Ronnie Hawkins, Musician and Mentor to The Band, Dead at 87

Hawkins worked with a host of musical legends over the years

Ronnie Hawkins
Ronnie Hawkins in his prime.
Harold Barkley/Toronto Star via Getty Images

Some artists have their claim to fame cemented by the work they’ve made. For others, it’s through the influence they’ve had on their style of choice. For Ronnie Hawkins, who died on Sunday, it was a little of both. Hawkins was known for his long career as a rockabilly singer — and for playing Bob Dylan in Dylan’s 1978 film Renaldo and Clara.

But Hawkins was also known for his ability to recognize and cultivate musical talent. One iteration of his backing band, The Hawks, went on to back Bob Dylan, and eventually became The Band. As Robbie Robertson wrote in a tribute to Hawkins on Twitter, “He was our mentor. He taught us the rules of the road.”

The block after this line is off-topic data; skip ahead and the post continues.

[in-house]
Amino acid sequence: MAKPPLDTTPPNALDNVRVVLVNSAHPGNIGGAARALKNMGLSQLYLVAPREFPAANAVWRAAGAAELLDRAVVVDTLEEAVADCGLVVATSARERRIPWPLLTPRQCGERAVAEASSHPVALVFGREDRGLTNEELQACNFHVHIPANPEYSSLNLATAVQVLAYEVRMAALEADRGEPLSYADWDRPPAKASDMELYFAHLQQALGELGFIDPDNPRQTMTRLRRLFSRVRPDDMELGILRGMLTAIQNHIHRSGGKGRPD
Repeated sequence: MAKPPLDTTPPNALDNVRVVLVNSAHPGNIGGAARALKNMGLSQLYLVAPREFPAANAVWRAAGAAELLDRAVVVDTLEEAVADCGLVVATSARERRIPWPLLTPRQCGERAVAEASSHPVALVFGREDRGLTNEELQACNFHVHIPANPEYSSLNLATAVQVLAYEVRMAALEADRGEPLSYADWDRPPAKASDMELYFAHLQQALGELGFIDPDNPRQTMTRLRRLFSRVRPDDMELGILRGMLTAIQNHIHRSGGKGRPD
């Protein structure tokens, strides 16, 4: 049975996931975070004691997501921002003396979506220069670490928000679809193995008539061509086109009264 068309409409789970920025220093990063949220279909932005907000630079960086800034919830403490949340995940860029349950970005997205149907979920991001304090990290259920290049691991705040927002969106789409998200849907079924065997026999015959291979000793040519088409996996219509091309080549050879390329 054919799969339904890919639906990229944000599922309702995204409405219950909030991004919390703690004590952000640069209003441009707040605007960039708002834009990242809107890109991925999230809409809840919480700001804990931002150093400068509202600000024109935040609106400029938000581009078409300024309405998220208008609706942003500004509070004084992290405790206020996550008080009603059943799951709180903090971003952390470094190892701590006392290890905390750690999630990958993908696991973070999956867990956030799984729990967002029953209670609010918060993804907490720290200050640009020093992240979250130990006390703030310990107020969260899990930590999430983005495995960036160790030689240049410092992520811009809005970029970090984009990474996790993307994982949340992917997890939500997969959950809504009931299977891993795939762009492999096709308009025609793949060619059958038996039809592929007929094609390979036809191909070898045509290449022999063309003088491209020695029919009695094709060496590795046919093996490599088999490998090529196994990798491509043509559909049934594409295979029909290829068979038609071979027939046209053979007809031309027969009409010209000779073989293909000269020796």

Levon Helm had been playing with Hawkins since the late 1950s, and Robertson joined the Hawks in 1960. Eventually, the lineup would grow to include Richard Manuel, Garth Hudson and Rick Danko as well. “[Hawkins] had us rehearsing constantly into the wee hours,” Robertson recalled. “We balked about it, but we got better and better. Our goal whether we knew it or not.”

Hawkins went on to make a memorable appearance at The Band’s farewell concert, which was documented on film in The Last Waltz. As for his own career, he continued to record music, with his final album — titled Still Cruisin’ — released in 2002. As the CBC noted in their obituary of Hawkins, he recorded with Gordon Lightfoot and Kris Kristofferson as recently as 2016, but it’s unclear what came of those sessions.

Hawkins leaves behind an array of acclaimed music and a significant influence on several of its most influential players. as legacies go, it’s an impressive one.

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